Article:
Things you should never do if someone is grieving
When it comes to comforting someone, who has experienced a loss, we all mean well. Although it’s not always easy to know what to say or do, we always try our best to offer comfort and support. There are many different stages of grief that your friend or loved one will need to work through in their own time. The right support and the right approach from you can ensure that they experience those stages as well equipped and as well supported as possible.
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Unfortunately, not everyone can avoid faux pas when they have a friend or family member dealing with a devastating loss. Often, the wrong turn of phrase can make what they’re going through even more difficult, or worse – invalidate their feelings entirely. To ensure this doesn’t happen to you, let’s explore some of the things you should never do if someone is grieving.
Force your religious views on them
While you may take comfort from your religion, it’s unfair to thrust these beliefs onto others, especially when they’re dealing with a sudden loss. Phrases such as “it’s all part of God’s plan” or “they’re in a better place now” are not sentiments someone coping with grief will take comfort from. Even if they are religious, sentiments like these better come from a church leader or religious figure. Ensure your personal beliefs take a back seat and don’t intrude on these delicate moments.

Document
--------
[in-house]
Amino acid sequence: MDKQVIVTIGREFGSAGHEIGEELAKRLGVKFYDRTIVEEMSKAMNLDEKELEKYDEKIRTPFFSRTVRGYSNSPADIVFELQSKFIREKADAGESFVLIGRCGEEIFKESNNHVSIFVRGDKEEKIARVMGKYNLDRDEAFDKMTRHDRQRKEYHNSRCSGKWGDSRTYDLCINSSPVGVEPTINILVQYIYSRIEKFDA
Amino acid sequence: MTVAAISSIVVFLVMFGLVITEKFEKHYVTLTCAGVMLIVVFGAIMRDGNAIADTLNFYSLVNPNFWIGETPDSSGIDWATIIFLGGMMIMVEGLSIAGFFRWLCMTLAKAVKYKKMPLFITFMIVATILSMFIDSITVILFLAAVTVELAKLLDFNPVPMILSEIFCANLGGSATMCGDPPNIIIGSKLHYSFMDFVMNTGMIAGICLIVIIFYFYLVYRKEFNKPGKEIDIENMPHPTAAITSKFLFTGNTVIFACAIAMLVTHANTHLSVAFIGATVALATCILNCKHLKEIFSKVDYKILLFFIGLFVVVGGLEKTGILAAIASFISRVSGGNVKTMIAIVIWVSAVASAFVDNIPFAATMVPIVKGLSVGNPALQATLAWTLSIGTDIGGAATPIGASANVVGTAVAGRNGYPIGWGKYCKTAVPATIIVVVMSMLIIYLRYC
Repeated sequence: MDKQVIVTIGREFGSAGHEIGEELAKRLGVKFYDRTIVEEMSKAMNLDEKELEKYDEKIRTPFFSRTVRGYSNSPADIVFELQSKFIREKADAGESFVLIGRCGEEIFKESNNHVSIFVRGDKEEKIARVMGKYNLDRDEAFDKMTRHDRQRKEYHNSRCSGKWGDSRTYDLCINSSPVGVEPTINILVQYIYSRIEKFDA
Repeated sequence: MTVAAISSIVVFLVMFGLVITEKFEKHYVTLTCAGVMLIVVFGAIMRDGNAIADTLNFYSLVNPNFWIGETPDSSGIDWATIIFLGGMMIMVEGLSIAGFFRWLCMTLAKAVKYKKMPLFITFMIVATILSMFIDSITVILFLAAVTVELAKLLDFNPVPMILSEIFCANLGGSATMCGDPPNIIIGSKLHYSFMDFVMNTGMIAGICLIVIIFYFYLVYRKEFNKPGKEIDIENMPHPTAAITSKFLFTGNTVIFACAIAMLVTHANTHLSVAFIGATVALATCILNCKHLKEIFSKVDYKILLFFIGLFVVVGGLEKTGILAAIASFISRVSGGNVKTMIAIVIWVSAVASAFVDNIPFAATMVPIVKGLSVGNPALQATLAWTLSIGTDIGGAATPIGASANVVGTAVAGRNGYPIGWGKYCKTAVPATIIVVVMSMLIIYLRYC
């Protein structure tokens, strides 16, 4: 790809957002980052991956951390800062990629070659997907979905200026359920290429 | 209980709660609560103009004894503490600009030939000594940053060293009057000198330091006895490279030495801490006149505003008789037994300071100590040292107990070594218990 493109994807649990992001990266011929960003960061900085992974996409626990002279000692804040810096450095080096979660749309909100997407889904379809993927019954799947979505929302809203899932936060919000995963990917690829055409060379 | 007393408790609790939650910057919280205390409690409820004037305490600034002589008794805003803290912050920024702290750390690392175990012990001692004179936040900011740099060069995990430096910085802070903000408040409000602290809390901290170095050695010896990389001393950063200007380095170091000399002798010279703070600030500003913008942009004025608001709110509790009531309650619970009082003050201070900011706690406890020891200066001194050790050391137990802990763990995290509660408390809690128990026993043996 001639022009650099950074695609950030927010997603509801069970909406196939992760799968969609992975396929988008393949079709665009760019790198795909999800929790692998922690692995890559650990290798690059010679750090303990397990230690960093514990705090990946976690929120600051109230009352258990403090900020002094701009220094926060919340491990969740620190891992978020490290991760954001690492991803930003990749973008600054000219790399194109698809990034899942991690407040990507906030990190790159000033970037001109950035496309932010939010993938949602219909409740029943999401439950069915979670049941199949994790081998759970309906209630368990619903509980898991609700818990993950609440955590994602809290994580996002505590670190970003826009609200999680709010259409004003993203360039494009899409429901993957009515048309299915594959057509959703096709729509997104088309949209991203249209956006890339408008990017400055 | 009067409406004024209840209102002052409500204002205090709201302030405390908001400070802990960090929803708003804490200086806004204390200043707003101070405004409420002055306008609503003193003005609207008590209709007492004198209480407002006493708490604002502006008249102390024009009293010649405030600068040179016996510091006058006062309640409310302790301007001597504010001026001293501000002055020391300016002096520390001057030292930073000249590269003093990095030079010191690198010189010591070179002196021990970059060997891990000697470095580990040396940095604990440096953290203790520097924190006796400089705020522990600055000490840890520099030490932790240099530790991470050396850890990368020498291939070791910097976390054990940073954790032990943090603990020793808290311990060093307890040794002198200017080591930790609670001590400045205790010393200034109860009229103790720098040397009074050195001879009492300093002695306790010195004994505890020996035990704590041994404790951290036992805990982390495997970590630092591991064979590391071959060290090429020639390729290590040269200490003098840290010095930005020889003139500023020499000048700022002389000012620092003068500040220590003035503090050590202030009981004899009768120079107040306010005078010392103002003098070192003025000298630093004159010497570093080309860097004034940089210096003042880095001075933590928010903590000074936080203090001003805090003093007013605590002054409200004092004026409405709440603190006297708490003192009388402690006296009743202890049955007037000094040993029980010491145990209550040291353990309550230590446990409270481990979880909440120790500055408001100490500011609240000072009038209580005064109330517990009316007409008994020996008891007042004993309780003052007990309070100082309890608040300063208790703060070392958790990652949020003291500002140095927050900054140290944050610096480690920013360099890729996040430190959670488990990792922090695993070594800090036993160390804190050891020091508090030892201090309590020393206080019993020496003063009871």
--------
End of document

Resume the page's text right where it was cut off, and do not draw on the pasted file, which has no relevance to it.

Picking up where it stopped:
Encouraging them to move on
Grief affects us all differently, and there is no time limit on healing or acceptance. It’s important to remember this when you’re speaking with someone dealing with a loss. Statements such as “you should be over this by now” or “when do you think you’ll feel better?” should certainly be avoided. Pushing acceptance on them can invalidate their emotions and make their situation worse.
Not reaching out to them after the funeral
Grief isn’t over once the funeral is done. It can go on for months, even years. While it’s easy to think that your friend doesn’t want any further support, or you’re convinced that you’ll be seen as intruding, you should give them more consideration. Checking in with your friend with a text message, video call, or visiting them at home lets them know that you’re there to support them when they need it. Ask them how they’re doing, if you can pick them anything up from the store or support them in any other way.
And finally, making it about you
Sometimes we try to appeal to others by sharing our own personal experiences. But when you have a friend who is dealing with a loss, it’s important to ensure that it’s their feelings that are being heard, not yours. Comparing your own grieving journey to theirs is unhelpful, so remember to keep the focus on their loss, not your own personal experience.